An agreement between the Google[x] resesearch lab and pharmaceutical giant Novartis will license the technology for actual medical use for people with diabetes and other conditions.
The companies are seeking ways to integrate health sensors and apps into their wearable devices, including those to measure glucose levels in a non-invasive way.
What if people with diabetes didn't have to prick their fingers several times a day to conduct blood sugar tests -- but instead could simply wear contacts?
Google is developing a "smart" contact lens to monitor blood sugar levels through the wearer's tears.
The past year was full of announcements of advanced ads and mobile apps, as well as blockbuster acquisitions. Where's it all going?
Selling consumers a multipurpose wearable device is clashing with the idea of cheaper, single-serving products. At CES 2015, companies are eager to figure out the future.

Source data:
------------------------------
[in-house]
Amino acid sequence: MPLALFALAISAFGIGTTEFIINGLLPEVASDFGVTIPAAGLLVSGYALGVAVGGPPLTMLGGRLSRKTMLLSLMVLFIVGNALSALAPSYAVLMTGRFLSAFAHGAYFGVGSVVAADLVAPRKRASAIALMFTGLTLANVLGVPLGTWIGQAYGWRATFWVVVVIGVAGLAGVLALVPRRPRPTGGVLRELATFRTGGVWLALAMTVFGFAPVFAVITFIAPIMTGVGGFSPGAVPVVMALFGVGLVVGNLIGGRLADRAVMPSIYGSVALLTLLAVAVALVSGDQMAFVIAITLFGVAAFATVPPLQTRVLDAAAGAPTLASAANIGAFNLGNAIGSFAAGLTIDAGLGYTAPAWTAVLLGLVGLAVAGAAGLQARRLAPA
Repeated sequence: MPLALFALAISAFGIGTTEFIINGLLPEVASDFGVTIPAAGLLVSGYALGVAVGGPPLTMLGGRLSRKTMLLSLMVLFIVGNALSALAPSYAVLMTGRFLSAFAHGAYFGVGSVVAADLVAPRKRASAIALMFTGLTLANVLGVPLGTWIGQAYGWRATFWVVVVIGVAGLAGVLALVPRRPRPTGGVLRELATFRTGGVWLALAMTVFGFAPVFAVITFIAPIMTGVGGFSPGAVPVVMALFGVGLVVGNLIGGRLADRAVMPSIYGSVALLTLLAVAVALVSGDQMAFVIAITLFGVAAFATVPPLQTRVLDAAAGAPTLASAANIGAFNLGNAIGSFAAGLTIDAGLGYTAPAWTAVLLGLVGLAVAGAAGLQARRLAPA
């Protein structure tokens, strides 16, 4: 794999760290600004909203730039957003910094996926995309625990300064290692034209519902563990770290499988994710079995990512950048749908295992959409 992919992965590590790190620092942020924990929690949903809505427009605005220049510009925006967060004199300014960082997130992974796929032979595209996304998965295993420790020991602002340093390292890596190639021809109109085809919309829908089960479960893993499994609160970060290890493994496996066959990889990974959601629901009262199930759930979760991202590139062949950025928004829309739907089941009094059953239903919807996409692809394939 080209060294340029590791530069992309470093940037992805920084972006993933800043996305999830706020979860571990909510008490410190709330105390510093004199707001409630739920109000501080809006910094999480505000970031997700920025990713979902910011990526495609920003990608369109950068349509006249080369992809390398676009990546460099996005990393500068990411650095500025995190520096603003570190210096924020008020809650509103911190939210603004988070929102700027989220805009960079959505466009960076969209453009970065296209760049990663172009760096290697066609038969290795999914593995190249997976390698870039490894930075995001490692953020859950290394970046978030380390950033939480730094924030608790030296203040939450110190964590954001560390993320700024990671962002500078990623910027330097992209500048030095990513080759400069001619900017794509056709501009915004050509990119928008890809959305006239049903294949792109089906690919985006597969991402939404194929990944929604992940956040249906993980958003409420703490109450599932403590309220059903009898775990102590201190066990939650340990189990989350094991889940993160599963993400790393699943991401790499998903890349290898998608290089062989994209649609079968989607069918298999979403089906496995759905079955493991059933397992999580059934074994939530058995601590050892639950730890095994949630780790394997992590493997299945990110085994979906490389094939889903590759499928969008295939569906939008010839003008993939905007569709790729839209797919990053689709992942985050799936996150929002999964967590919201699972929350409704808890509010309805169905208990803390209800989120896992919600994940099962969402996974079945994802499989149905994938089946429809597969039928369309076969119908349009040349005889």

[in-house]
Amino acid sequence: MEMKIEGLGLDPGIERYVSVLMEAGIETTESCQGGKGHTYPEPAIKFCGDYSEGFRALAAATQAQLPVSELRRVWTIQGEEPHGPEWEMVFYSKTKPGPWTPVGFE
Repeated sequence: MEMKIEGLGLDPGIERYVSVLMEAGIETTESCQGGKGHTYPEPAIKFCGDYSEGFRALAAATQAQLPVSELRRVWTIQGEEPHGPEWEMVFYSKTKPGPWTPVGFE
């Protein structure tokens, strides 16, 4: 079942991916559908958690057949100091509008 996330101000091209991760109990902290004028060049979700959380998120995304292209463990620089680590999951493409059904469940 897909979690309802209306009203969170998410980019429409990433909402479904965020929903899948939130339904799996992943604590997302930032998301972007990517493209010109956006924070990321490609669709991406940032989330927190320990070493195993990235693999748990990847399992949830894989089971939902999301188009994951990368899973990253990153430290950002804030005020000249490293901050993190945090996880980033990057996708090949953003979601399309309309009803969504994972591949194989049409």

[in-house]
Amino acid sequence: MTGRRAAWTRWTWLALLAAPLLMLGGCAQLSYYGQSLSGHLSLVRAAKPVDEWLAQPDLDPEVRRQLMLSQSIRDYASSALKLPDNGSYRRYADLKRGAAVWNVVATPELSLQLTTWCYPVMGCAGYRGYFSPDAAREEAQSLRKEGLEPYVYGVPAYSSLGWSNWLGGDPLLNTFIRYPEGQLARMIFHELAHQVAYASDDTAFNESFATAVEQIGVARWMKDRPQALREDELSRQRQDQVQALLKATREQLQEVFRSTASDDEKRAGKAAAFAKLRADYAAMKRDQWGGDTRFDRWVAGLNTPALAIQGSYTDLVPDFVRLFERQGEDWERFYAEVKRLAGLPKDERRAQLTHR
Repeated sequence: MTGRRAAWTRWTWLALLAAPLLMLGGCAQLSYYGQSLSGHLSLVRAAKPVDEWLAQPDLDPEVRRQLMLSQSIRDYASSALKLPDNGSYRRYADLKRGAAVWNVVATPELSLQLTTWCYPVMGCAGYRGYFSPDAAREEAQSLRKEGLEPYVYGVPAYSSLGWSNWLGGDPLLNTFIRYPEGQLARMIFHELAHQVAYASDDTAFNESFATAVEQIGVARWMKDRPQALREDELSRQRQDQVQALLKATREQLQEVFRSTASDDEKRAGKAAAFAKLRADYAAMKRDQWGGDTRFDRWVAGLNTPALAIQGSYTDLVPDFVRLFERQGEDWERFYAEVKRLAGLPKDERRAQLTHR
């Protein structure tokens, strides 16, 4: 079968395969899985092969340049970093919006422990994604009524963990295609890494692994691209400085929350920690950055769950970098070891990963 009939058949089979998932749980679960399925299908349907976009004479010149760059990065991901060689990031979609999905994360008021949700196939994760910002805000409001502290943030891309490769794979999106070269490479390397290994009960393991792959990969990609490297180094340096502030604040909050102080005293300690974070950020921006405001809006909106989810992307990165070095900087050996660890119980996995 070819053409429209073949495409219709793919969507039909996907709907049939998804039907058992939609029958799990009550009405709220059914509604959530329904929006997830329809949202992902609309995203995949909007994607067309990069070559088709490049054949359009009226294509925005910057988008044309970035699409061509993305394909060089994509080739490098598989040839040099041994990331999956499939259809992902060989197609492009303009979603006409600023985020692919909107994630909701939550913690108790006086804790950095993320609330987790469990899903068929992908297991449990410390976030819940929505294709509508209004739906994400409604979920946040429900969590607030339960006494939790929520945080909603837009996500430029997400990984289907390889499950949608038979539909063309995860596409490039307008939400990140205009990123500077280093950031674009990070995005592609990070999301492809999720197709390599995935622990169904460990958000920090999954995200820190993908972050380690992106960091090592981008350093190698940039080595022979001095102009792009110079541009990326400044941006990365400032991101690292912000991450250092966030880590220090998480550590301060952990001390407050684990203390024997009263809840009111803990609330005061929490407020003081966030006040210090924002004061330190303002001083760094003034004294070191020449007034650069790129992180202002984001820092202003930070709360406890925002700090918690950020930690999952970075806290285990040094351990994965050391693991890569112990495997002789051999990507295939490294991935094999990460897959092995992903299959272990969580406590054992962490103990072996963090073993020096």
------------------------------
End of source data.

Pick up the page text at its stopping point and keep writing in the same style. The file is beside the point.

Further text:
A new study shows that people want their health monitored by gadgets. Just not all of their health.
Quantum dots have been successfully 3D printed into a contact lens, allowing the lens to project beams of light.
Scientists at Stanford are working on a vaccine to stop a type 1 diabetic's immune system from attacking the cells that make insulin.
Researchers at Princeton University have developed a 3D printer that can print LEDs in layers -- and it could one day print contact lenses that incorporate heads-up displays.